Tax Benefits of Health Savings Accounts

Brian SingletonBlog, Watch Your Wallet

While similar to FSAs (Flexible Savings Plans) in that both allow pre-tax contributions, Health Savings Accounts or HSAs offer taxpayers several additional tax benefits such as contributions that roll over from year to year (i.e., no “use it or lose it”), tax-free interest on earnings, and when used for qualified medical expenses, tax-free distributions. What is a Health Savings Account? A Health Savings Account is a type of savings account that allows you to set aside money pre-tax to pay … Read More

2018 Year-End Tax Planning for Businesses

Brian SingletonBlog, Watch Your Wallet

There are a number of end of year tax planning strategies that businesses can use to reduce their tax burden for 2018. Here are a few of them: Deferring Income Businesses using the cash method of accounting can defer income into 2019 by delaying end-of-year invoices, so payment is not received until 2019. Businesses using the accrual method can defer income by postponing delivery of goods or services until January 2019. Purchase New Business Equipment Section 179 Expensing. Business should take … Read More

2018 Year-End Tax Planning for Individuals

Brian SingletonBlog, Watch Your Wallet

Once again, tax planning for the year ahead presents a number of challenges, this year, primarily due to tax laws changes brought about the passage of the Tax Cuts and Jobs Act of 2018. These changes include the nearly doubling of the standard deduction, elimination of personal exemptions, and numerous itemized deductions reduced or eliminated. Let’s take a closer look.

Home Equity Loan Interest Still Deductible (Sometimes)

Brian SingletonBlog, Watch Your Wallet

The Tax Cuts and Jobs Act of 2017, enacted December 22, 2017, suspends from 2018 until 2026 the deduction for interest paid on home equity loans and lines of credit, unless they are used to buy, build or substantially improve the taxpayer’s home that secures the loan. Under the new law, for example, interest on a home equity loan used to build an addition to an existing home is typically deductible, while interest on the same loan used to pay personal … Read More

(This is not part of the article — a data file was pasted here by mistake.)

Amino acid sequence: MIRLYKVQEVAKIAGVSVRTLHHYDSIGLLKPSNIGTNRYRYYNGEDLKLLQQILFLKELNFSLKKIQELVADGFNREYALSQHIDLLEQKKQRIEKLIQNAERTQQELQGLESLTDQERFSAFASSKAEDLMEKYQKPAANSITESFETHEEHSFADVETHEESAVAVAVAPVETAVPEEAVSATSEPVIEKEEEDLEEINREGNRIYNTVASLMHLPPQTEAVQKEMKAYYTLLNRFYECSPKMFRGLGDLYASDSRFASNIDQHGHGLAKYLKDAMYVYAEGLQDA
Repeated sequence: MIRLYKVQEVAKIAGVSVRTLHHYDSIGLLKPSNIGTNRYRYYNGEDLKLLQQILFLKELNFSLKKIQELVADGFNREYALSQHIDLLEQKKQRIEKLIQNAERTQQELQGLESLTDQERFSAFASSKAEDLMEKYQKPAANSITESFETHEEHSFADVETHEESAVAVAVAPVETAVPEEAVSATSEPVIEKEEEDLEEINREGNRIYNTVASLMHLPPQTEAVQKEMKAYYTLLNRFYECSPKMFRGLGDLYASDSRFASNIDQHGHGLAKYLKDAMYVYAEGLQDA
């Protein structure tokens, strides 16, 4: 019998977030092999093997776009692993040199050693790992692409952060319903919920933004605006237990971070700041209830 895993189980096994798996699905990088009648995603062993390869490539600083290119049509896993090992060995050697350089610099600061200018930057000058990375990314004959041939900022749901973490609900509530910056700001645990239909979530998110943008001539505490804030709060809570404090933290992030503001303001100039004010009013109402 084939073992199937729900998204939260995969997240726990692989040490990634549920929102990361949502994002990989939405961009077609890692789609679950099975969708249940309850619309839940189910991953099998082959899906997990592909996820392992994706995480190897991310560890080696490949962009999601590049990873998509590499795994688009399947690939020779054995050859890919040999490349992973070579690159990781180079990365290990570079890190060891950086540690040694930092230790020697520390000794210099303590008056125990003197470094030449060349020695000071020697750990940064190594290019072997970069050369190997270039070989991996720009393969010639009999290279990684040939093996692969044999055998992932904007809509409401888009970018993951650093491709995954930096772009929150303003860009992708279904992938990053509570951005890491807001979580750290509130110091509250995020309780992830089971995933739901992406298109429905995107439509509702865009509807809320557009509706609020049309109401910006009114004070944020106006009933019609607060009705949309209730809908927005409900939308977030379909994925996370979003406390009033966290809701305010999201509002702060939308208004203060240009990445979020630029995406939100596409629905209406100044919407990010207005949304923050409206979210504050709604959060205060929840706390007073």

5 Easy Ways to Lower your Self-Employment Tax Bill

Brian SingletonBlog

If you're like most small business owners, you're always looking for ways to lower your self-employment taxable income. Here are five ways to do just that. Deducting the Cost of a Home Computer If you purchased a computer and use it for work-related purposes, you can take advantage of the Section 179 expense election, which allows you to write off new equipment in the year it was purchased if it is used for business more than 50 percent of the ... Read More

Using a Car for Business: New Rules under TCJA

Brian SingletonBlog, Watch Your Wallet

Many of the tax provisions under tax reform were favorable to small business owners including those relating to using a car for business. Here’s what you need to know. 1. Section 179 Expense Deduction If you bought a new car in 2018 and use it more 50 percent for business use, you can take advantage of the Section 179 expense deduction when you file your 2018 tax return. Under Section 179 you can immediately deduct (rather than depreciating) the cost … Read More

2017 Corporate Year-End Tax Info and Checklist

Brian SingletonBlog, Watch Your Wallet

Checklist for preparing your records to conform with IRS compliance requirements. How organized is your paperwork? For your corporation to be complete, you need a corporate record book, complete with corporate applications, corporate charter, bylaws, stock certificates and minutes of meetings. These items are all evidence that your business is a legitimate corporation. Do you loan your corporation money? You must be careful to document debt. Short term unwritten advances of less than $10,000 are acceptable if you treat them … Read More

Traditional IRAs vs. Roth IRAs in 2017

Brian SingletonBlog, Watch Your Wallet

Withdrawals from Roth IRAs may be taken out penalty and tax-free before age 59 1/2 as long as they are contributions (not earnings). Withdrawals that are earnings are subject to the same 10 percent penalty tax as traditional IRAs. There is an exception for qualified first-time home-buyers: A maximum of $10,000 of Roth IRA earnings may be withdrawn penalty-free to pay for qualified first-time home-buyer expenses as long as at least five tax years have passed since your initial contribution.Withdrawals … Read More

2016 Year-End Tax Planning for Businesses

Brian SingletonBlog, Watch Your Wallet

There are a number of end of year tax planning strategies that businesses can use to reduce their tax burden for 2016. Here are a few of them: Deferring Income Businesses using the cash method of accounting can defer income into 2017 by delaying end-of-year invoices so payment is not received until 2017. Businesses using the accrual method can defer income by postponing delivery of goods or services until January 2017. Purchase New Business Equipment Section 179 Expensing. Business should … Read More

2016 Year-End Tax Planning for Individuals

Brian SingletonBlog, Watch Your Wallet

Tax planning strategies for individuals this year include postponing income and accelerating deductions, as well as careful consideration of timing related investments, charitable gifts, and retirement planning. General tax planning strategies that taxpayers might consider include the following: Sell any investments on which you have a gain or loss this year. For more on this, see Investment Gains and Losses, below. If you anticipate an increase in taxable income in 2016 and are expecting a bonus at year-end, try to … Read More